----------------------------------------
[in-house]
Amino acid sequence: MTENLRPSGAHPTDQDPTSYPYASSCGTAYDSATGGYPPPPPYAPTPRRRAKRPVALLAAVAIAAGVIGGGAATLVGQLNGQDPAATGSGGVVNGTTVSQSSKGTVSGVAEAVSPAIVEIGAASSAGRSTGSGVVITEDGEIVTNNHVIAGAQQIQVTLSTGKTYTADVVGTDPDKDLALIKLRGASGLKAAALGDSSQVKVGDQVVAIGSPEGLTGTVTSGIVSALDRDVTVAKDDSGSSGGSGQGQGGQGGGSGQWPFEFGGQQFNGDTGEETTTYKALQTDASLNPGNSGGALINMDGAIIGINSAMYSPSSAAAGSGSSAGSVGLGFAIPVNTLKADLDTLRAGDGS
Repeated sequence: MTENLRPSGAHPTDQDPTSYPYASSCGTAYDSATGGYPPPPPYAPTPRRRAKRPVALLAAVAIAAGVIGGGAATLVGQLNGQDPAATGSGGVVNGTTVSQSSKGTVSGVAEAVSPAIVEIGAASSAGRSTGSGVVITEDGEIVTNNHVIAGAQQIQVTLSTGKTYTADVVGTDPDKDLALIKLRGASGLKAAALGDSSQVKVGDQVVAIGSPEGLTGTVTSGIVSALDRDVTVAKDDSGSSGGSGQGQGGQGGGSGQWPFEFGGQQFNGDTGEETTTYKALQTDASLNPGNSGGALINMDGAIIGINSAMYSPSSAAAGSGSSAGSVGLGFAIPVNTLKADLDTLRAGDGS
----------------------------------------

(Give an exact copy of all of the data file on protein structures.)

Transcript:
[in-house]
Amino acid sequence: MTENLRPSGAHPTDQDPTSYPYASSCGTAYDSATGGYPPPPPYAPTPRRRAKRPVALLAAVAIAAGVIGGGAATLVGQLNGQDPAATGSGGVVNGTTVSQSSKGTVSGVAEAVSPAIVEIGAASSAGRSTGSGVVITEDGEIVTNNHVIAGAQQIQVTLSTGKTYTADVVGTDPDKDLALIKLRGASGLKAAALGDSSQVKVGDQVVAIGSPEGLTGTVTSGIVSALDRDVTVAKDDSGSSGGSGQGQGGQGGGSGQWPFEFGGQQFNGDTGEETTTYKALQTDASLNPGNSGGALINMDGAIIGINSAMYSPSSAAAGSGSSAGSVGLGFAIPVNTLKADLDTLRAGDGS
Repeated sequence: MTENLRPSGAHPTDQDPTSYPYASSCGTAYDSATGGYPPPPPYAPTPRRRAKRPVALLAAVAIAAGVIGGGAATLVGQLNGQDPAATGSGGVVNGTTVSQSSKGTVSGVAEAVSPAIVEIGAASSAGRSTGSGVVITEDGEIVTNNHVIAGAQQIQVTLSTGKTYTADVVGTDPDKDLALIKLRGASGLKAAALGDSSQVKVGDQVVAIGSPEGLTGTVTSGIVSALDRDVTVAKDDSGSSGGSGQGQGGQGGGSGQWPFEFGGQQFNGDTGEETTTYKALQTDASLNPGNSGGALINMDGAIIGINSAMYSPSSAAAGSGSSAGSVGLGFAIPVNTLKADLDTLRAGDGS